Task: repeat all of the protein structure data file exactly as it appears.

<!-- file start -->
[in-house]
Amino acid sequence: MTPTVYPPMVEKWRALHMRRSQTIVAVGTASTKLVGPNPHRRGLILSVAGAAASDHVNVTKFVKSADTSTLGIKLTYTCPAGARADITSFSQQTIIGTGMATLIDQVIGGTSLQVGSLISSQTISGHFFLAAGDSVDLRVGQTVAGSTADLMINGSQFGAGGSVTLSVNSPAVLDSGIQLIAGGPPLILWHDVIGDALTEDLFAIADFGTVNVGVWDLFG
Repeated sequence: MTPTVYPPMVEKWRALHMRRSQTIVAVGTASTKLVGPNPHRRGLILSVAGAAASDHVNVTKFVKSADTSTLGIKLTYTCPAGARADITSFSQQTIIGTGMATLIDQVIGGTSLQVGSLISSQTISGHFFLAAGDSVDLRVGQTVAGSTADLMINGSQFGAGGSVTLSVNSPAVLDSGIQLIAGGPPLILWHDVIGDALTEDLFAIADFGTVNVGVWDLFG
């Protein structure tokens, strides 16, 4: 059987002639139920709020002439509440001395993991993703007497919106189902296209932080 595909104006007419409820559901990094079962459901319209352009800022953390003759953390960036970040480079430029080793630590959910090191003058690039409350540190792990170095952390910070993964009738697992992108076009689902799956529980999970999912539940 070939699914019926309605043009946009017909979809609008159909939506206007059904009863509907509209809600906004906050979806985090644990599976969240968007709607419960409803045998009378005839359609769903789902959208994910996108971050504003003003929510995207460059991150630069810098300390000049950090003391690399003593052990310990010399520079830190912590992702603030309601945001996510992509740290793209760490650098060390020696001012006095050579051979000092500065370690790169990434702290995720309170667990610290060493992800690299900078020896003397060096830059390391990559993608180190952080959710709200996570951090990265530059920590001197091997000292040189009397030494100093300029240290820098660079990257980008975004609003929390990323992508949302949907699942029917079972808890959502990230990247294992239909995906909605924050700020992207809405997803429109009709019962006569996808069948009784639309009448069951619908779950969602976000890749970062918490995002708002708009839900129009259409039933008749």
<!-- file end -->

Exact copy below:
[in-house]
Amino acid sequence: MTPTVYPPMVEKWRALHMRRSQTIVAVGTASTKLVGPNPHRRGLILSVAGAAASDHVNVTKFVKSADTSTLGIKLTYTCPAGARADITSFSQQTIIGTGMATLIDQVIGGTSLQVGSLISSQTISGHFFLAAGDSVDLRVGQTVAGSTADLMINGSQFGAGGSVTLSVNSPAVLDSGIQLIAGGPPLILWHDVIGDALTEDLFAIADFGTVNVGVWDLFG
Repeated sequence: MTPTVYPPMVEKWRALHMRRSQTIVAVGTASTKLVGPNPHRRGLILSVAGAAASDHVNVTKFVKSADTSTLGIKLTYTCPAGARADITSFSQQTIIGTGMATLIDQVIGGTSLQVGSLISSQTISGHFFLAAGDSVDLRVGQTVAGSTADLMINGSQFGAGGSVTLSVNSPAVLDSGIQLIAGGPPLILWHDVIGDALTEDLFAIADFGTVNVGVWDLFG
């Protein structure tokens, strides 16, 4: 059987002639139920709020002439509440001395993991993703007497919106189902296209932080 595909104006007419409820559901990094079962459901319209352009800022953390003759953390960036970040480079430029080793630590959910090191003058690039409350540190792990170095952390910070993964009738697992992108076009689902799956529980999970999912539940 070939699914019926309605043009946009017909979809609008159909939506206007059904009863509907509209809600906004906050979806985090644990599976969240968007709607419960409803045998009378005839359609769903789902959208994910996108971050504003003003929510995207460059991150630069810098300390000049950090003391690399003593052990310990010399520079830190912590992702603030309601945001996510992509740290793209760490650098060390020696001012006095050579051979000092500065370690790169990434702290995720309170667990610290060493992800690299900078020896003397060096830059390391990559993608180190952080959710709200996570951090990265530059920590001197091997000292040189009397030494100093300029240290820098660079990257980008975004609003929390990323992508949302949907699942029917079972808890959502990230990247294992239909995906909605924050700020992207809405997803429109009709019962006569996808069948009784639309009448069951619908779950969602976000890749970062918490995002708002708009839900129009259409039933008749």